Protection of these beautiful and remote landscapes is important to both the people who live here and to the biodiversity and wildlife of the Mekong region. Our project thus focused on two interlinking ideas: To conserve the environment and to improve the livelihoods of the communities. Community based ecotourism is the ideal way to achieve these goals in this area which is so rich in nature.
The project’s objectives were to promote environmental conservation and community-based ecotourism (CBET) initiatives and to build capacities of community members, particularly women, to enable them to manage the CBET self-sufficiently and sustainably. Some basic CBET management structures and infrastructure already existed in Preah Rumkel and Borey Osvay, and the project built on these during the implementation. In cooperation with Cambodia’s Ministry of Tourism, Mlup Baitong reviewed and improved existing management systems of the CBET, rebuilt capacities of the management committee members and tourism providers, established and renewed tourism facilities, promoted the site through advertisement and marketing mechanisms, and improved mechanisms for the protection of natural resources, focusing on forests and dolphins.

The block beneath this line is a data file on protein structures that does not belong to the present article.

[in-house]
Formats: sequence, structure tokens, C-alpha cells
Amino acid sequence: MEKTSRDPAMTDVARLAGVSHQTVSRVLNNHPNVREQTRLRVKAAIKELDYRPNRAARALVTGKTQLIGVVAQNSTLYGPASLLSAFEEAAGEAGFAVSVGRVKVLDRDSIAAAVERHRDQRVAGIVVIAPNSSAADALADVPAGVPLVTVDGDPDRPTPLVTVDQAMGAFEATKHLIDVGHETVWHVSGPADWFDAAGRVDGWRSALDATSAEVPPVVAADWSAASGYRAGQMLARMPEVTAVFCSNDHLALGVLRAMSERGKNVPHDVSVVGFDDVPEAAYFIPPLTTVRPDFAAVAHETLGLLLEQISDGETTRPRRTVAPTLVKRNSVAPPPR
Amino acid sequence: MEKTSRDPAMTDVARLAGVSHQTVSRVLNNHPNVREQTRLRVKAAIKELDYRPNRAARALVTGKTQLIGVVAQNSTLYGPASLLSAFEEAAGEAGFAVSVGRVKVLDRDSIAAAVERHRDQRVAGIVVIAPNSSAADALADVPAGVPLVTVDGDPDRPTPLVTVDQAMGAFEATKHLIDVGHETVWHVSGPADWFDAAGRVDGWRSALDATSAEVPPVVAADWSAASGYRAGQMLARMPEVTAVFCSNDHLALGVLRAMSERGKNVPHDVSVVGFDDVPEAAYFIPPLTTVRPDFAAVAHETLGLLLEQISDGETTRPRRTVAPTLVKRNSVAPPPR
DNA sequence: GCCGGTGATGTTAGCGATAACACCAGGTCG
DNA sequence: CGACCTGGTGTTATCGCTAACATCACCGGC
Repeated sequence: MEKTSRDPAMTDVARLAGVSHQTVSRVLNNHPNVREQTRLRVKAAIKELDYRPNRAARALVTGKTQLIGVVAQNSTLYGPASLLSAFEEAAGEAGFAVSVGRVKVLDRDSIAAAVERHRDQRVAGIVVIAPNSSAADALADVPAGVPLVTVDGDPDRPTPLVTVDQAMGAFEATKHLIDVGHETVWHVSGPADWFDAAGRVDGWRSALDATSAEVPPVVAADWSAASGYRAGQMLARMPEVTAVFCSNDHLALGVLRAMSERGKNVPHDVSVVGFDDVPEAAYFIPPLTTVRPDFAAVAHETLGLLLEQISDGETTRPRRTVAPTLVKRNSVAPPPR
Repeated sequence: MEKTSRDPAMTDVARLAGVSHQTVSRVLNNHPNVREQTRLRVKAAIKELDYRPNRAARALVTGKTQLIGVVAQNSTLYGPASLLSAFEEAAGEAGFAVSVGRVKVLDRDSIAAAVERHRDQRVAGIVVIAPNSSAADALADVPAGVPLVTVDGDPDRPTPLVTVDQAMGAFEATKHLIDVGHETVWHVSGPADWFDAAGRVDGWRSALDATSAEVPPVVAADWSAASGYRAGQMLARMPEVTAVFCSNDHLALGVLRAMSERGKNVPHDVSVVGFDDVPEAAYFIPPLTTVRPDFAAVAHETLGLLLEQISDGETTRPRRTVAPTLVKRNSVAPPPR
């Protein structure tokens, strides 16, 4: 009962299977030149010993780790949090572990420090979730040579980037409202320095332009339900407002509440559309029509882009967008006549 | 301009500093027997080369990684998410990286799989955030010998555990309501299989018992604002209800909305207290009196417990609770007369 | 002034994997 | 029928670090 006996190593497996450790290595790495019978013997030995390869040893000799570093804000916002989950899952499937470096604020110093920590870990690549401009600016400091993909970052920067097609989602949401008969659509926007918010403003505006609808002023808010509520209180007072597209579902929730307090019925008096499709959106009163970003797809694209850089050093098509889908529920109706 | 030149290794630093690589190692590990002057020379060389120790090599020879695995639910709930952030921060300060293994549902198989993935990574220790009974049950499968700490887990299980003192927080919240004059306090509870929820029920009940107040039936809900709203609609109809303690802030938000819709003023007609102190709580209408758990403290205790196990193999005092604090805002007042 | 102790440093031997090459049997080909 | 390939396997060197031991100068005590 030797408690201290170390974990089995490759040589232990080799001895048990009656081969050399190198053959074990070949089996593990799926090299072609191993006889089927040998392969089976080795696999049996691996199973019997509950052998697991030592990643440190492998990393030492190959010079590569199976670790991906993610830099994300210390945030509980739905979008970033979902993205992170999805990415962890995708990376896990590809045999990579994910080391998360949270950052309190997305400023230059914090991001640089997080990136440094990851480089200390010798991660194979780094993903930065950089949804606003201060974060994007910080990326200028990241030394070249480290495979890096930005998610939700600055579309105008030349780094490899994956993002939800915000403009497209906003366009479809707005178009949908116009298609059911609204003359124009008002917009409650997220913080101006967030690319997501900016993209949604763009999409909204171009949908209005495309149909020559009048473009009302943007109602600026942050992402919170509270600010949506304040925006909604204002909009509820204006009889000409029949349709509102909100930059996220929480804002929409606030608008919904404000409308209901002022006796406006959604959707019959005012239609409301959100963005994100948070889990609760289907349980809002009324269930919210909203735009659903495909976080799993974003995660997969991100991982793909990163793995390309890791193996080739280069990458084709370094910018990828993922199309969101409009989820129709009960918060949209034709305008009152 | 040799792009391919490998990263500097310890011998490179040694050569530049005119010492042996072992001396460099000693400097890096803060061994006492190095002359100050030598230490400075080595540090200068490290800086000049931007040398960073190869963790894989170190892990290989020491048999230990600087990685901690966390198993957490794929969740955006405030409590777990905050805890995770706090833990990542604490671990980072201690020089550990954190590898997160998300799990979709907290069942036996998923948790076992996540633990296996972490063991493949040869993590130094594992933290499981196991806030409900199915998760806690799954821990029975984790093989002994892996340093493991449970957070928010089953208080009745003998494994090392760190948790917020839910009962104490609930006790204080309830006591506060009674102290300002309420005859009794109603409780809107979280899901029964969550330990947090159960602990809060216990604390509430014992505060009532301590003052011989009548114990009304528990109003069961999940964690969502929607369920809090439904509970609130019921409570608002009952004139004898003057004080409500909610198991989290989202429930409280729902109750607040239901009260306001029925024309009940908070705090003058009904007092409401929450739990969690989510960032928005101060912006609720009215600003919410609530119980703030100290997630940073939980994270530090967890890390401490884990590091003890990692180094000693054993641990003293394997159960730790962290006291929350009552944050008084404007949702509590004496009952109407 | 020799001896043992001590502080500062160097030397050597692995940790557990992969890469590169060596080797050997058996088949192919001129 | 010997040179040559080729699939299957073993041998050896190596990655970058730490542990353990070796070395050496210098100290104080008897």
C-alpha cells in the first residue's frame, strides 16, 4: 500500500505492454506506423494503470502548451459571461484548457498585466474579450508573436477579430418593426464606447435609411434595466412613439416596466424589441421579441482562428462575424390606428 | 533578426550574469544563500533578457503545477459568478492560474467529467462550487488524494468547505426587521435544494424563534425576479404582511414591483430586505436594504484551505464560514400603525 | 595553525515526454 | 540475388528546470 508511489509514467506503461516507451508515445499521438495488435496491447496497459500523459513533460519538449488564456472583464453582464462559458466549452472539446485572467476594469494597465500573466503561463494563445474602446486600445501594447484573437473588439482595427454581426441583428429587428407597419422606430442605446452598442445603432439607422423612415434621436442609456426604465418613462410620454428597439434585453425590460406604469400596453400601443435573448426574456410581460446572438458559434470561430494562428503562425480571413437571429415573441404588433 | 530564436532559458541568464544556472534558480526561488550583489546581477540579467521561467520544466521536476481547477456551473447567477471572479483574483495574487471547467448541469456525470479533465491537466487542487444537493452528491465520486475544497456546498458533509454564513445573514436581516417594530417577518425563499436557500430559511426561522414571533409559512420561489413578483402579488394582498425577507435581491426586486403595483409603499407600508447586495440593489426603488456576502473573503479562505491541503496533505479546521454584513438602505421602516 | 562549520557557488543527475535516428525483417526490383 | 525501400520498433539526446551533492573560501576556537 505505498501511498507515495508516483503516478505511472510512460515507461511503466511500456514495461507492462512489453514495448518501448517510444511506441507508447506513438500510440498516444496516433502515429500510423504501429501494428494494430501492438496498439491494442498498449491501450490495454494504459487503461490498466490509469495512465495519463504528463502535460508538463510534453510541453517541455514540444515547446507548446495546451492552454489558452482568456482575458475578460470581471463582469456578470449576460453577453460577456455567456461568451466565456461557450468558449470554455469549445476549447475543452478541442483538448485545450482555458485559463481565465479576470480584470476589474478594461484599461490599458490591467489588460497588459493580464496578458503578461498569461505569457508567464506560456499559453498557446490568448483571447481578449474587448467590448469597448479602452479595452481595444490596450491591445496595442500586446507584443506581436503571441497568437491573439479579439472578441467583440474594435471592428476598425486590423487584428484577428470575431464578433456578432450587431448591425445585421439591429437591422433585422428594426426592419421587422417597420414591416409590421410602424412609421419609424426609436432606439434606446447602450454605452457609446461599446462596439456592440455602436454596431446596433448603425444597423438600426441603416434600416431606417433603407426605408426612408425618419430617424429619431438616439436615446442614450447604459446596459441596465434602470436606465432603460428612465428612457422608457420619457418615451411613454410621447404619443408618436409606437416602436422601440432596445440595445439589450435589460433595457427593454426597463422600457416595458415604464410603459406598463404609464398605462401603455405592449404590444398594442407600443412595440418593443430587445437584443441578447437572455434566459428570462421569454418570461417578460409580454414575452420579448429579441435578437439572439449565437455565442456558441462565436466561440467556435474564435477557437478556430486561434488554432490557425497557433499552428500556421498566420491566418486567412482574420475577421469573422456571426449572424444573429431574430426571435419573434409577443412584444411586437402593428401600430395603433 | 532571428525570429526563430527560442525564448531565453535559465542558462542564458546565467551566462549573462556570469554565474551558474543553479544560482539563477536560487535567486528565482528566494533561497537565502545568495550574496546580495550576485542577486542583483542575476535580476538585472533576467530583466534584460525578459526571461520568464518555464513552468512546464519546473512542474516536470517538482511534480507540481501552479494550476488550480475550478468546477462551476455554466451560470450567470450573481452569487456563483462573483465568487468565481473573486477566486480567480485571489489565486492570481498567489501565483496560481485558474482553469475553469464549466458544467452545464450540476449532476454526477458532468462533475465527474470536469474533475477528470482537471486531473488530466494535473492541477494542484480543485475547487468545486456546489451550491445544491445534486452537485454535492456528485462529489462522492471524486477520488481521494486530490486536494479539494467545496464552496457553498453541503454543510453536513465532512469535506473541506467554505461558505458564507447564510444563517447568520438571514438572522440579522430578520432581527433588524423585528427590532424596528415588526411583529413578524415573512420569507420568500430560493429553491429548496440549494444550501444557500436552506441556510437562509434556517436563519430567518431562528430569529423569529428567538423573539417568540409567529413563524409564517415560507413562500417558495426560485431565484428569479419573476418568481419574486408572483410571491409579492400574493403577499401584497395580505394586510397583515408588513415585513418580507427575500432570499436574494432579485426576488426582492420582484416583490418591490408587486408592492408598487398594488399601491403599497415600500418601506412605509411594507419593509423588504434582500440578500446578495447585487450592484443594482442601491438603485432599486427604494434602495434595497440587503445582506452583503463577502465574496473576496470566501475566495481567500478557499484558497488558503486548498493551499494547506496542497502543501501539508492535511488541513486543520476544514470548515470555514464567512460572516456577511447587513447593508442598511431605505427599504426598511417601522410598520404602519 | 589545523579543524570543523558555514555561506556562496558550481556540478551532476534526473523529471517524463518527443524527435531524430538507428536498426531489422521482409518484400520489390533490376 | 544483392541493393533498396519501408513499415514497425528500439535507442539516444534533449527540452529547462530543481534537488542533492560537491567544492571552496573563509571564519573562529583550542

Empowerment of Small Scale Farmers (ESSF)
Location Preah Rumkel, Ou Mreah commune
Area program Stung Treng province
Funding period January 2014 – December 2017
Funded by Swedish Cooperative Center / We Effect